Artificial pancreas systems will enable people with T1D to achieve tighter blood glucose control avoiding both highs and dangerous lows, thereby significantly reducing the risk of the disease’s devastating complications. In addition to insulin-only approaches, researchers are developing and testing artificial pancreas systems that utilize glucagon, a hormone that is produced in the body that naturally raises blood glucose levels but is not regulated properly in people with T1D. Currently glucagon is used in hypoglycemia rescue kits to rapidly raise blood sugar during severe hypoglycemia. In these studies, glucagon is used to more rapidly counteract falls in blood glucose than only by slowing or switching off insulin delivery. In this research, Dr. Edward Damiano’s team at Boston University and collaborators at Massachusetts General Hospital conducted in-hospital studies to determine whether safe and effective blood sugar control could be achieved in T1D using an automated artificial pancreas system that subcutaneously dosed both glucagon and insulin in response to readings from a continuous glucose monitor. Six subjects with T1D were enrolled in two experiments each lasting more than two days and included six high-carbohydrate meals and exercise as challenges to blood sugar control. Subjects were given a partial bolus of insulin at the beginning of each meal and their blood sugars were measured every 15 minutes. The average blood sugar concentration in the study was 158 mg/dL, with 68% of the values in the range of 70–180 mg/dL. There were no significant differences in average blood sugar concentrations between larger and smaller pre-meal insulin boluses suggesting that while it will be necessary to bolus for meals with this system, the doses may not need to be carefully calculated. Low blood sugar conditions (blood sugar below 70 mg/dL) were rare, with only eight incidents during 576 hours of system control (0.7% of total time). During 192 hours of nighttime control, the average blood sugar level was 123 mg/dL, with 93% of blood sugar values in the range of 70–180 mg/dL with only one episode of mild low blood sugar where the blood glucose decreased to 62 mg/dL. These promising results showed excellent blood sugar control with minimal hypoglycemia over two days of bihormonal closed loop control despite high-carbohydrate meals and exercise and strongly justify further testing of a wearable version of the system under real-life conditions.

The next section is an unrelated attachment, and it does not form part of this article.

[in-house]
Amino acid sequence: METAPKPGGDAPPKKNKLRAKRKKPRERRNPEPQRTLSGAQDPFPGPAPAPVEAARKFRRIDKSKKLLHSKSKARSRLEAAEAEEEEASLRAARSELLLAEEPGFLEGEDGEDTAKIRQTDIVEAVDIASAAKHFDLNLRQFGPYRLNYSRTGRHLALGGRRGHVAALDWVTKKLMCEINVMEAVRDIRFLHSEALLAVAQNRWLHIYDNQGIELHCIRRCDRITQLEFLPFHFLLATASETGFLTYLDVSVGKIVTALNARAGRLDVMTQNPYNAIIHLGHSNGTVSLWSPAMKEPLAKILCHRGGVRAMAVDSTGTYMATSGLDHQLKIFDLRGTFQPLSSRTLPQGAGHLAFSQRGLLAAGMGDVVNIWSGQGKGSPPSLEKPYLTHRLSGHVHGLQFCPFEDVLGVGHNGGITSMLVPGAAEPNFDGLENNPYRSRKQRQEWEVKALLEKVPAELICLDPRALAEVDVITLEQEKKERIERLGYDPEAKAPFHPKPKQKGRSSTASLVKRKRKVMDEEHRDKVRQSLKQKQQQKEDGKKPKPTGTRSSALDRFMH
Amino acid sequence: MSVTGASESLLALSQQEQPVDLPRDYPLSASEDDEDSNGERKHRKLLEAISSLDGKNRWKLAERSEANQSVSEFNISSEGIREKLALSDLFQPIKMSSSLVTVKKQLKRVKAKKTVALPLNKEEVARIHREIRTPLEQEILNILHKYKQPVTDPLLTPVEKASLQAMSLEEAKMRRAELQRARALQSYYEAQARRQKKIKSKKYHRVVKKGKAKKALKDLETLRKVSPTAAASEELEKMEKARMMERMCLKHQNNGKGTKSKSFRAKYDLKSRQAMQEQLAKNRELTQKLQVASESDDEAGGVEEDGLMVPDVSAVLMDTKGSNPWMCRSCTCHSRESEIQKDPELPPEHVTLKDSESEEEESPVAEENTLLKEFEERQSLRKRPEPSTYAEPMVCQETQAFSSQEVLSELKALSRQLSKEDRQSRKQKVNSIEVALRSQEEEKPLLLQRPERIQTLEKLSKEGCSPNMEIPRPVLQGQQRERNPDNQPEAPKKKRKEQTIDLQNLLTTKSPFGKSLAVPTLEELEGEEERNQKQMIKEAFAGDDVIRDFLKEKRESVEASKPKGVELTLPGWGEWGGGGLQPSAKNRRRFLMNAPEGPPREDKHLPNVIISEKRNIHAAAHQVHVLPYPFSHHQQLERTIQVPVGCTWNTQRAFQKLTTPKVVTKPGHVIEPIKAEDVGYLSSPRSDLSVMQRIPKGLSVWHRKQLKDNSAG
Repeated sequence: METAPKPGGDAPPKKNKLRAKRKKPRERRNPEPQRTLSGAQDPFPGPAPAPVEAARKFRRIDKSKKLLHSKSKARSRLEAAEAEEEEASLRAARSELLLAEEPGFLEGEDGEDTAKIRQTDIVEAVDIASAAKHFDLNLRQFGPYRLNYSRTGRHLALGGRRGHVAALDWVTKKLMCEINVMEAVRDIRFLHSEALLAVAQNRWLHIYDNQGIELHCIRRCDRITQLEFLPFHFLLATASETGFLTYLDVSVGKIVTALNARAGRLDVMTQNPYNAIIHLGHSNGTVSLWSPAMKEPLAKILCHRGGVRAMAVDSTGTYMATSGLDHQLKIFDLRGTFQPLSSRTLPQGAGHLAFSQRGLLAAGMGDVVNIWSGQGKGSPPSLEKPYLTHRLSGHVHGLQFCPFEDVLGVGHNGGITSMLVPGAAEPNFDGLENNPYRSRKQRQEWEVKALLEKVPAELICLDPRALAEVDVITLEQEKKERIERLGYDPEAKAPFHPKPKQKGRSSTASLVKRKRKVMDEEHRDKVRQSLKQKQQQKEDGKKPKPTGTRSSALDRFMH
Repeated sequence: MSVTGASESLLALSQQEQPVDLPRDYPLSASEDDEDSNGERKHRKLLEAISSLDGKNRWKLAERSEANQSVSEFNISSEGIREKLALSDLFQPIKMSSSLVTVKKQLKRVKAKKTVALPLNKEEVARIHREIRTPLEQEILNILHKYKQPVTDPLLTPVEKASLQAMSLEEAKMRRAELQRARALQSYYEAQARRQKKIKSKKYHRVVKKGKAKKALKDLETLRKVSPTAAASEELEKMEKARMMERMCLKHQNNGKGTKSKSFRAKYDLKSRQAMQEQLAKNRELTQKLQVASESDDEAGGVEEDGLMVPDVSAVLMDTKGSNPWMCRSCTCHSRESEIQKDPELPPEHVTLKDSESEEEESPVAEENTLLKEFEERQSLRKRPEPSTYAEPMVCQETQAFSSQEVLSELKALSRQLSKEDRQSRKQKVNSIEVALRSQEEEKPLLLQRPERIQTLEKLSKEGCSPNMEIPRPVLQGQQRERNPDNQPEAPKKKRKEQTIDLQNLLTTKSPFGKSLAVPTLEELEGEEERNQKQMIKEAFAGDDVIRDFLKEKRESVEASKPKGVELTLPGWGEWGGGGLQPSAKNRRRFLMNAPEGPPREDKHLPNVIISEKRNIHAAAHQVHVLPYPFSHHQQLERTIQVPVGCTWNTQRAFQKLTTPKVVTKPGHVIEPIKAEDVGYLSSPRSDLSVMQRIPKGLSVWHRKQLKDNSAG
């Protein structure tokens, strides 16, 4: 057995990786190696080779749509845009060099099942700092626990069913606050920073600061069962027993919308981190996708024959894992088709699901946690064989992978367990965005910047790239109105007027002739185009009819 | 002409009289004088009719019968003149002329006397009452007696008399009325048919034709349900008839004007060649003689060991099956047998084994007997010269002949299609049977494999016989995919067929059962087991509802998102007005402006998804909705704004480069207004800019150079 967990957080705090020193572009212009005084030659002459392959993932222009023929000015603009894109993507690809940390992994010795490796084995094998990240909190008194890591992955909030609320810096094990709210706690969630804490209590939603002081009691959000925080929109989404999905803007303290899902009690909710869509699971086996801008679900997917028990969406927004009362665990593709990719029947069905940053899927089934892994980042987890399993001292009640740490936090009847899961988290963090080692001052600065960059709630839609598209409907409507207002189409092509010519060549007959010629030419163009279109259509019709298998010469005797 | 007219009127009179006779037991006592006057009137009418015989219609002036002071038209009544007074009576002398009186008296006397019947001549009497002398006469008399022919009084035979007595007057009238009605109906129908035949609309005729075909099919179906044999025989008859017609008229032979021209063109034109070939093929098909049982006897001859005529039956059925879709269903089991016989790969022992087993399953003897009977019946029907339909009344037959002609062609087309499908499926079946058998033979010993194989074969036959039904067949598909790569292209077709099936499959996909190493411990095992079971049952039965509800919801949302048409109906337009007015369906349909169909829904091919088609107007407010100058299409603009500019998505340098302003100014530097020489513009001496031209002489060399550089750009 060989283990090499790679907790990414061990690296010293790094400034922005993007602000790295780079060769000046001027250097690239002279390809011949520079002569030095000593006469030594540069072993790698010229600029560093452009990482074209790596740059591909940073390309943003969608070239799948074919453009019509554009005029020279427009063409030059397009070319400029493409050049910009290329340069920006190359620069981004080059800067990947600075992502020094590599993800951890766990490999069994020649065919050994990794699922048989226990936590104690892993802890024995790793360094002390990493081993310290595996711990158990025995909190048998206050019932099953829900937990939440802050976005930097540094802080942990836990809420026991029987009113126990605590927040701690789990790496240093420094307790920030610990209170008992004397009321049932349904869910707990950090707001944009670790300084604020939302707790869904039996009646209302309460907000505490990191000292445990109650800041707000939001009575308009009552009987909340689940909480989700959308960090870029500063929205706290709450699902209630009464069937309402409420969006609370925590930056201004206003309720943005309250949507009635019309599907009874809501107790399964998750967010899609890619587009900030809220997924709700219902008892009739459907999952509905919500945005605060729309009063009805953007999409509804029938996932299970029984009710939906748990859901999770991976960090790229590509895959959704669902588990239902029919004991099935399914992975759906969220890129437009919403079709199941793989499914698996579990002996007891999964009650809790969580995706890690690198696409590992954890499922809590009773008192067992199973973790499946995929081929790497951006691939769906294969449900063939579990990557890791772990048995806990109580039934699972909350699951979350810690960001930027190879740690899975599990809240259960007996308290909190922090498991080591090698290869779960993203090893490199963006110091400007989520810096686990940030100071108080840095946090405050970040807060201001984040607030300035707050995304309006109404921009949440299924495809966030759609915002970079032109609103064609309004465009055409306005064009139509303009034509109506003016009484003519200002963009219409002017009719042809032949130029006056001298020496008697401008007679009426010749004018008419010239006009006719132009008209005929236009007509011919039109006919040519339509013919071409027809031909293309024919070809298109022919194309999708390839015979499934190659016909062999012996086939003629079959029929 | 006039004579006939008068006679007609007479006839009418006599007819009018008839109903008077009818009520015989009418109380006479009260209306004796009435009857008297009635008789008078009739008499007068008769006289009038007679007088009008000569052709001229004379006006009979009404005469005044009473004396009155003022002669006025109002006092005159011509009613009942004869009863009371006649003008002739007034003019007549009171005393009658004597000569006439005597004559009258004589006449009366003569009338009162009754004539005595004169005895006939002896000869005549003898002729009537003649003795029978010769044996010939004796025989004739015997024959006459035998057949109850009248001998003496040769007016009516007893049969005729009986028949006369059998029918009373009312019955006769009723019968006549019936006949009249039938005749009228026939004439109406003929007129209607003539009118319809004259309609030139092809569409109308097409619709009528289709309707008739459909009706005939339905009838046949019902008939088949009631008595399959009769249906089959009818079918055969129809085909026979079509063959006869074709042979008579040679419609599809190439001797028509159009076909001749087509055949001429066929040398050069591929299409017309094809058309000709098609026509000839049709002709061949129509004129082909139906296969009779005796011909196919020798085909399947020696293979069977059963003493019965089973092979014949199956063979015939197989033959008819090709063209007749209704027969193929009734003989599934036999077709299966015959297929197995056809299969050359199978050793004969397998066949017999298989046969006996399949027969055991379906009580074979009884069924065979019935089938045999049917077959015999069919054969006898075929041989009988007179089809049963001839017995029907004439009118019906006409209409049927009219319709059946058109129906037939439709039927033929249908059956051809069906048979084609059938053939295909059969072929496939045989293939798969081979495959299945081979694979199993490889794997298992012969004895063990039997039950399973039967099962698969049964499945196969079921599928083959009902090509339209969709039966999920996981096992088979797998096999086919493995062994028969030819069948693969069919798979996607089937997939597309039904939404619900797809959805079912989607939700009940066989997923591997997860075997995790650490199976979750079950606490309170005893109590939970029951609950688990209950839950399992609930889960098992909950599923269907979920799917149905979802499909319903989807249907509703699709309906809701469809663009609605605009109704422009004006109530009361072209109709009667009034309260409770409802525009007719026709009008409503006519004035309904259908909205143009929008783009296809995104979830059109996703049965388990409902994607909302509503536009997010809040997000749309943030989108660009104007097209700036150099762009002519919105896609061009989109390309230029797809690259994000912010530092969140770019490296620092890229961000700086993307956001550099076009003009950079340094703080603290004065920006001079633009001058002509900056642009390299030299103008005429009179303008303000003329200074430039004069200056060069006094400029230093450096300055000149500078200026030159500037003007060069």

Ramifications for Individuals with T1D:
JDRF’s Artificial Pancreas Consortium is comprised of top diabetes clinician researchers and is supporting multiple approaches to a bihormonal artificial pancreas system. Both Dr. Edward Damiano and Dr. Ken Ward at Oregon Health Sciences University are separately developing and testing bihormonal approaches for closed loop artificial pancreas systems using glucagon as the second hormonal drug. Such systems hold the promise of more closely simulating natural control of blood sugar levels given the complementary actions of these two hormones. Dr. Damiano’s next steps are to conduct longer, more ambulatory studies in the hospital setting followed by outpatient studies.
JDRF partially funded this research through a grant to Dr. Ed Damiano at Boston University. Dr. Damiano is a member of the JDRF Artificial Pancreas Consortium.
Investigators and Institutions:
Steven Russell1, Firas El-Khatib2, David Nathan1, Kendra Maygar1, John Jiang2 and Edward Damiano1, 1Diabetes Unit and Department of Medicine, Massachusetts General Hospital and Harvard Medical School, Boston, Massachusetts and 2Department of Biomedical Engineering, Boston University, Boston Massachusetts
Russell SJ, El-Khatib FH, Nathan DM, Magyar KL, Jiang J, Damiano ER. 2012. Blood Glucose Control in Type 1 Diabetes With a Bihormonal Bionic Endocrine Pancreas. Diabetes Care 35 (11): 2148-2155.